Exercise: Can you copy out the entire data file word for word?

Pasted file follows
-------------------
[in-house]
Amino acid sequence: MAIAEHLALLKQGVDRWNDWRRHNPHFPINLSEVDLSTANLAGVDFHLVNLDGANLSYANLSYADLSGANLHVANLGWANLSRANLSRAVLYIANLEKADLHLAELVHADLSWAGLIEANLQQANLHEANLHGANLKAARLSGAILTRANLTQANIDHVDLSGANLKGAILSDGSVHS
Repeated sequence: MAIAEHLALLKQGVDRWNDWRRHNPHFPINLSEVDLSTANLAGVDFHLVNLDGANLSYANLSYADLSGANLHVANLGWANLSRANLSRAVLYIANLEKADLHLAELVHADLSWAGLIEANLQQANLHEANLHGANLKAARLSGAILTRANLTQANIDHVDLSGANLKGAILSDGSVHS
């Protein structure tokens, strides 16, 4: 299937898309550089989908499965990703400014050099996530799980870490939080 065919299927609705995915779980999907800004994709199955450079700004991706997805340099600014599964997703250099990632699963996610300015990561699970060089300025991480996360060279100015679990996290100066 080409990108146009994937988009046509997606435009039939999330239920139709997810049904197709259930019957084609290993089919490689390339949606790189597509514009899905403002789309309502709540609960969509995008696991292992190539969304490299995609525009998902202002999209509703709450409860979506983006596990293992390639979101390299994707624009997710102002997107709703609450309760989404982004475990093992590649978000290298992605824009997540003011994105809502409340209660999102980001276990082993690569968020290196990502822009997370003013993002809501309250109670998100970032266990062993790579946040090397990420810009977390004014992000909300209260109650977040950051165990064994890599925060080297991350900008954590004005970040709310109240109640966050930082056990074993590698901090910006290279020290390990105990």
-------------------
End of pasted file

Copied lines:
[in-house]
Amino acid sequence: MAIAEHLALLKQGVDRWNDWRRHNPHFPINLSEVDLSTANLAGVDFHLVNLDGANLSYANLSYADLSGANLHVANLGWANLSRANLSRAVLYIANLEKADLHLAELVHADLSWAGLIEANLQQANLHEANLHGANLKAARLSGAILTRANLTQANIDHVDLSGANLKGAILSDGSVHS
Repeated sequence: MAIAEHLALLKQGVDRWNDWRRHNPHFPINLSEVDLSTANLAGVDFHLVNLDGANLSYANLSYADLSGANLHVANLGWANLSRANLSRAVLYIANLEKADLHLAELVHADLSWAGLIEANLQQANLHEANLHGANLKAARLSGAILTRANLTQANIDHVDLSGANLKGAILSDGSVHS
């Protein structure tokens, strides 16, 4: 299937898309550089989908499965990703400014050099996530799980870490939080 065919299927609705995915779980999907800004994709199955450079700004991706997805340099600014599964997703250099990632699963996610300015990561699970060089300025991480996360060279100015679990996290100066 080409990108146009994937988009046509997606435009039939999330239920139709997810049904197709259930019957084609290993089919490689390339949606790189597509514009899905403002789309309502709540609960969509995008696991292992190539969304490299995609525009998902202002999209509703709450409860979506983006596990293992390639979101390299994707624009997710102002997107709703609450309760989404982004475990093992590649978000290298992605824009997540003011994105809502409340209660999102980001276990082993690569968020290196990502822009997370003013993002809501309250109670998100970032266990062993790579946040090397990420810009977390004014992000909300209260109650977040950051165990064994890599925060080297991350900008954590004005970040709310109240109640966050930082056990074993590698901090910006290279020290390990105990």